Reply To: Business travel during RamadanBack to Forum
Thank you @Charles-P. Is your name Charles? It would be useful to know when addressing you.
Contrary to what many people think, fasting does not simply mean abstaining from food and drink from dawn to dusk. It includes abstaining from smoking, abusive language and all other forms of immorality including being untruthful. It also requires abstention from sex during the fast. On the positive side, while fasting one is required to strictly adhere to the requirements of all other religious obligations including the ritual prayers five times a day. Non-adherence invalidates the fast. For those on the Forum who are not aware of the rules on fasting while travelling, here’s a crash course:
Fasting while travelling can be tedious and nigh impossible depending on the journey and mode of transport. When one is away from home, the rules relating to both fasting and the obligatory prayers are less rigorous. One can combine the noon and afternoon prayers and say them at the same time. Similarly, the evening and night prayers can be combined and said together. The Quranic injunction on fasting specifically excludes those who are sick or those who are travelling from the obligation to fast during Ramadan. For those who are able to, the obligation is to fast on a later date. Those who are not able to fast even on a later date are required to give food to others enabling them to fast.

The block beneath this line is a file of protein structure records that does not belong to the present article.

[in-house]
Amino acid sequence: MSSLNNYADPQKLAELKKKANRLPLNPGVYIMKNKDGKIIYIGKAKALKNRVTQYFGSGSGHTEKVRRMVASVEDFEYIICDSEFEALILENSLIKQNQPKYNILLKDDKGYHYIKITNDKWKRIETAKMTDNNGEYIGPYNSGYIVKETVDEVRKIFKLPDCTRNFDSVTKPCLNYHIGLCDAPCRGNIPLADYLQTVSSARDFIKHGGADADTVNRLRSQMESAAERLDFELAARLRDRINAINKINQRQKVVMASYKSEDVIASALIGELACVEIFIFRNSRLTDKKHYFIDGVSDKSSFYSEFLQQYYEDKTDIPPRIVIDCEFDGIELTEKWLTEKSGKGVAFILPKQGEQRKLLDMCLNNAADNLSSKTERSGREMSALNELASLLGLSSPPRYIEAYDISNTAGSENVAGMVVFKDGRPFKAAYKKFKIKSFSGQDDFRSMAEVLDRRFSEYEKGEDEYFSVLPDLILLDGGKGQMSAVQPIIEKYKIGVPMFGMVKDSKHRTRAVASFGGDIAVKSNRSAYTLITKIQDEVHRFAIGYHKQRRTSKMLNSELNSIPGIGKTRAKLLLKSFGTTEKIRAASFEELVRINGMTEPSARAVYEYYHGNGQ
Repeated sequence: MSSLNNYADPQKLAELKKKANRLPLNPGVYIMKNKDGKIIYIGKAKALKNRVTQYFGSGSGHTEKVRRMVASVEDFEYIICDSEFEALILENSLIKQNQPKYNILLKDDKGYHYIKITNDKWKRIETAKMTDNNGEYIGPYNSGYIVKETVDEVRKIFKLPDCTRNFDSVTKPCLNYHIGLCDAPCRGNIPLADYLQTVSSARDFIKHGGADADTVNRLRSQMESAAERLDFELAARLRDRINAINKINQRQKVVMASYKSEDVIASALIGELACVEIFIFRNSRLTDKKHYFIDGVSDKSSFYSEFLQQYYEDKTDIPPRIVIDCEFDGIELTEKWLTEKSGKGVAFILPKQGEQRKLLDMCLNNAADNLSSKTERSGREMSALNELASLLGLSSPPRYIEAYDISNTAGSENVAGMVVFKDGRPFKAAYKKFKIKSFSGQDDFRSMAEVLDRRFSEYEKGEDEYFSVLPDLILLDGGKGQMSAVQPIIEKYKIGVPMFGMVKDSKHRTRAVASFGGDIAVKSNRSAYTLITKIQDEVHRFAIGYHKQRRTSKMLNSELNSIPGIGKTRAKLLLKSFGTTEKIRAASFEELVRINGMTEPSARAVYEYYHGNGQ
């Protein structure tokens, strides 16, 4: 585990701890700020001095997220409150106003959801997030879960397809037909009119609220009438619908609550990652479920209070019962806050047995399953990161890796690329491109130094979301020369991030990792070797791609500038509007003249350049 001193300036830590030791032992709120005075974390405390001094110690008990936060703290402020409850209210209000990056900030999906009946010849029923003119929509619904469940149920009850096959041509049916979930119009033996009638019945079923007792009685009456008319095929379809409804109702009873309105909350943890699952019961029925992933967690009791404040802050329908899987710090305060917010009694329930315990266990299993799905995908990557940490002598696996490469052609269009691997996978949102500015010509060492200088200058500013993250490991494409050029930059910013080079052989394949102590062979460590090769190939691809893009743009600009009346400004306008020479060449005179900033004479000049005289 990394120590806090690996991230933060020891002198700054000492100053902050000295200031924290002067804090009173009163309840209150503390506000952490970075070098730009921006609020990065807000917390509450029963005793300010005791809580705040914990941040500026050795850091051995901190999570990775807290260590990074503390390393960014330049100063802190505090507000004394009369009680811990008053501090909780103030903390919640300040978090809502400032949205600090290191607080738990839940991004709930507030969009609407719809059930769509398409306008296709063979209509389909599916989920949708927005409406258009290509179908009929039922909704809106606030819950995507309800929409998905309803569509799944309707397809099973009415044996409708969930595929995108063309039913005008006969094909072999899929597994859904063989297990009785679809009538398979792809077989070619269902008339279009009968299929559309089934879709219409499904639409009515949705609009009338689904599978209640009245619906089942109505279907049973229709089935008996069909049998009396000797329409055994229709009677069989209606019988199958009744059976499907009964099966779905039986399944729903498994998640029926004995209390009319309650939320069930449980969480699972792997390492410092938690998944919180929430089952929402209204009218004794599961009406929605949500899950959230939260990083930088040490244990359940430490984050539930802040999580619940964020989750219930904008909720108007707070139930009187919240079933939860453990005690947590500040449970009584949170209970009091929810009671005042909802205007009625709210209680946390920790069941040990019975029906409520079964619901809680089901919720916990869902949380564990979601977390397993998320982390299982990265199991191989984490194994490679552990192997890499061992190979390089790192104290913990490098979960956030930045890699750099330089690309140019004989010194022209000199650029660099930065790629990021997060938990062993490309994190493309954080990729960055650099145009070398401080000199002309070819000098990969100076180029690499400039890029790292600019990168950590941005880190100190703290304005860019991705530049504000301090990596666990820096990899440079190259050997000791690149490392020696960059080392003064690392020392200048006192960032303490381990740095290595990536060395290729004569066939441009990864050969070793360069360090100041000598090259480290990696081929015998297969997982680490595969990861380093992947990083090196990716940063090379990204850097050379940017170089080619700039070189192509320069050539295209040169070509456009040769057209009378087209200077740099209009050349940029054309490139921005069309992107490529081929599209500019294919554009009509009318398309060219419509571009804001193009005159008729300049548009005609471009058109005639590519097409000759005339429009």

With this background, it must also be kept in mind that one is required to carry on one’s daily routine during Ramadan. It is not obligatory to do so but it is recommended. Those who choose to take a holiday are welcome to do so, there is no prohibition. But most people simply carry on with their lives.
With the lunar year being shorter than the solar, Ramadan occurs during different seasons and consequently, unless you are very near the equator, the length of the day varies. The longest I have fasted has been in London in 1979 when the fast commenced at about 2:45 am and ended at about 9:45 pm.
In this view, while travelling, one has to take into consideration everything from where one is going, to what season it is, how long one would be in the air, when one would land and when is one likely to be in a hotel room after landing before deciding whether or not to fast on a particular journey. As I said in another thread, I no longer fast when I am going to fly for longer than about two hours because of the effects of dehydration. On such occasions I simply fast on another day when at home.
As promised, experiences to follow sooner rather than later, time permitting.